[Web4lib] Code4lib 2008 Minority Scholarship
kgs at bluehighways.com
Thu Dec 20 12:54:06 EST 2007
> Web 2.0 tends to be very decentralized for several reasons. First,
> would see many times that there is no longer a single web presence for
> an organization or group. They have their traditional website, a
> facebook page, a myspace page. a blog, a Google/Yahoo group, etc.
> There may no longer be a key location for information or
> communication. The other information "decentralization" is that with
> blogs and other social networks announcements and other chunks of
> information are getting redistributed for organizations and groups.
> You could in reality participate and be aware of an organization
> without ever going to their web presence.
> Brian Gray
Brian has described this well. The Web-as-destination is really here;
communication is often (quite intentionally) in the wild.
Also, Dan, this thread is no poke at you. I'm of your technology generation,
remember? I was part of the early PUBLIB community, and we've been on PACS-L
and so forth together since the old days.
However, look at how the discussion of WoGroFuBiCo evolved; in particular,
see http://del.icio.us/tag/WoGroFuBiCo . Interestingly, though the library
community was given a tight timeframe to respond, and at that to a response
form that was very 1.0 (a teensy web form into which one disappeared one's
comments), quite a few groups and individuals chose to respond online in
various locations. In this case, the communication was somewhat
heterogeneous (all blog-based), and I think due to the short timeframe the
organic discussion-of-the-discussion did not evolve, but many other
conversations travel across different forums, existing in a productive
half-life of long-range rumination and response. There are "discussions" of
library signage in Flickr; I've participated in advocacy for the TV writers'
strike in Facebook; that same strike has been using YouTube for its advocacy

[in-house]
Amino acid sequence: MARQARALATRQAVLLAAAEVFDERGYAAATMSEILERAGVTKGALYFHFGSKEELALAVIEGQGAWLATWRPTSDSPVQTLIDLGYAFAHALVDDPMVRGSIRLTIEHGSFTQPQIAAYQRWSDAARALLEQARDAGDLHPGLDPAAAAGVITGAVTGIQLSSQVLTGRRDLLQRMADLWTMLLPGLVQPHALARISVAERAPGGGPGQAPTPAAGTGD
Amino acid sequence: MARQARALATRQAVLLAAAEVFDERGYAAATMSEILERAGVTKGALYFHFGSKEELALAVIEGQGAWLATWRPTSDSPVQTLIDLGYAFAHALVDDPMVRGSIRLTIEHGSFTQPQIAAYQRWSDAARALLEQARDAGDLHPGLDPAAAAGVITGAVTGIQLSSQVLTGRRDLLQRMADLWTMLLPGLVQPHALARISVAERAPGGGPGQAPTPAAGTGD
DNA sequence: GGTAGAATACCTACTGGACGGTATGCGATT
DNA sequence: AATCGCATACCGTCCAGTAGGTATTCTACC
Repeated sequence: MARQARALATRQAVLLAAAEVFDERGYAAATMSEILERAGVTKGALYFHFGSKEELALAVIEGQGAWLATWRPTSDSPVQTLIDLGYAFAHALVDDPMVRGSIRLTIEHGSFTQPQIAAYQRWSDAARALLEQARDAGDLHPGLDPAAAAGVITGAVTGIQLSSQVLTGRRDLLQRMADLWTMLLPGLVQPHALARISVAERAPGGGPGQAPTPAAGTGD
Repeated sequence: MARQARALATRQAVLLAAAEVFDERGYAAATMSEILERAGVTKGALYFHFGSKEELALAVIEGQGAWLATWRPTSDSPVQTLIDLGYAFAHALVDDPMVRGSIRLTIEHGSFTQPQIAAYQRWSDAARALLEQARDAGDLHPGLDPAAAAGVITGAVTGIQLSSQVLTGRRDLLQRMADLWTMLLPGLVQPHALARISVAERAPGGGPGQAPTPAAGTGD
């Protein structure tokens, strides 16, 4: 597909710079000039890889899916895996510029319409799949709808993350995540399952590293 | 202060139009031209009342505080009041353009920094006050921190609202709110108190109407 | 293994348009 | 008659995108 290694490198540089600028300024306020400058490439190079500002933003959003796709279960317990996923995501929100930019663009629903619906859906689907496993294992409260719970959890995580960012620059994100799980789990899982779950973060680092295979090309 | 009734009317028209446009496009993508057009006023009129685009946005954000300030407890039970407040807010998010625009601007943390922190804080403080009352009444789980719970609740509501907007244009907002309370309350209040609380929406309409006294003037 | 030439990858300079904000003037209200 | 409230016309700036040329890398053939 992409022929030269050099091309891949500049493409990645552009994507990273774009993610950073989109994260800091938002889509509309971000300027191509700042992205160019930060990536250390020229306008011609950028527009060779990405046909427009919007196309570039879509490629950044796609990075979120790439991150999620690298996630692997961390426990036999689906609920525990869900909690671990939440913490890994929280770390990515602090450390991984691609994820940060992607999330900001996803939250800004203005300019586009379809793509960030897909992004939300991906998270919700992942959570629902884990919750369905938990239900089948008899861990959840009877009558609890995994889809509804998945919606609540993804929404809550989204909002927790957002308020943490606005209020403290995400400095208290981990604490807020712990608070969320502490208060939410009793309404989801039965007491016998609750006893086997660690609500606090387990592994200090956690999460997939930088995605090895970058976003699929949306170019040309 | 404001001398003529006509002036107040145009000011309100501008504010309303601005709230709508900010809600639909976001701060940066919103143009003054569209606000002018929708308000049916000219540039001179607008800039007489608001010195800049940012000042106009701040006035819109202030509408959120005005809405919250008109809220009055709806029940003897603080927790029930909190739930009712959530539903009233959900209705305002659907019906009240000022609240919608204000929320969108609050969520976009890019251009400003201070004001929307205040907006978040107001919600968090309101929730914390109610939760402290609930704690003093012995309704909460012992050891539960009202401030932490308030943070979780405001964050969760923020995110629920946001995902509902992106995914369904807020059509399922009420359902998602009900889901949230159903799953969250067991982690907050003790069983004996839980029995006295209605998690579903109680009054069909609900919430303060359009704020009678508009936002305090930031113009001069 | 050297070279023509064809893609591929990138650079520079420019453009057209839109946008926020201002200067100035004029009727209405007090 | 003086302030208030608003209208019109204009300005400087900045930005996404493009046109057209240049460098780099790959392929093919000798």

The viral characteristics of these communications are key. X posts; Y
comments; people are commenting left and right, honeybees of
cross-communication. At its best, you see a deepening of discussion as it
crosses formats, geographical, and cultural boundaries. Even list
discussions have often moved to formats that can support topical discussions
(ironically, most of these fora are really just well-done web-based versions
of the bulletin boards we were using in the 80s and early 90s) so that
someone interested in Christmas trees in libraries doesn't have to wade
through every other point under discussion; it allows busy people to focus
on their interests and needs. Out in 2.0Land it's also harder to do what I
call "the tyranny of the minority," where a handful of persistent loud
voices drive the tenor of the discussion (ALA Council list was really good
for that for a long time, effectively killing any real discussion).
When I said a lot of women had left the room, I could have added, so have
many men. I have repeatedly seen librarians of younger tech generations get
on the traditional discussion lists, hear the same four or five voices
bloviating (mine included, at times!), and exit quickly. They'd rather be
blogging or Twittering or Facebooking their experiences (often all three,
and then some) than plodding through fifteen posts on miscellaneous subjects
that feel a lot like "person who can type the most wins." You and I are
accustomed to that realm, but they aren't and they don't need it or want it.
(Look at the profound silence that followed my post to LITA-L on
WoGroFuBiCo. It's not that no one cared; the discussion was simply happening
elsewhere.) Frankly, I wrote my Web4Lib post less for those who were on the
list than for those who weren't-and promptly Twittered the archived link.
kgs at freerangelibrarian.com
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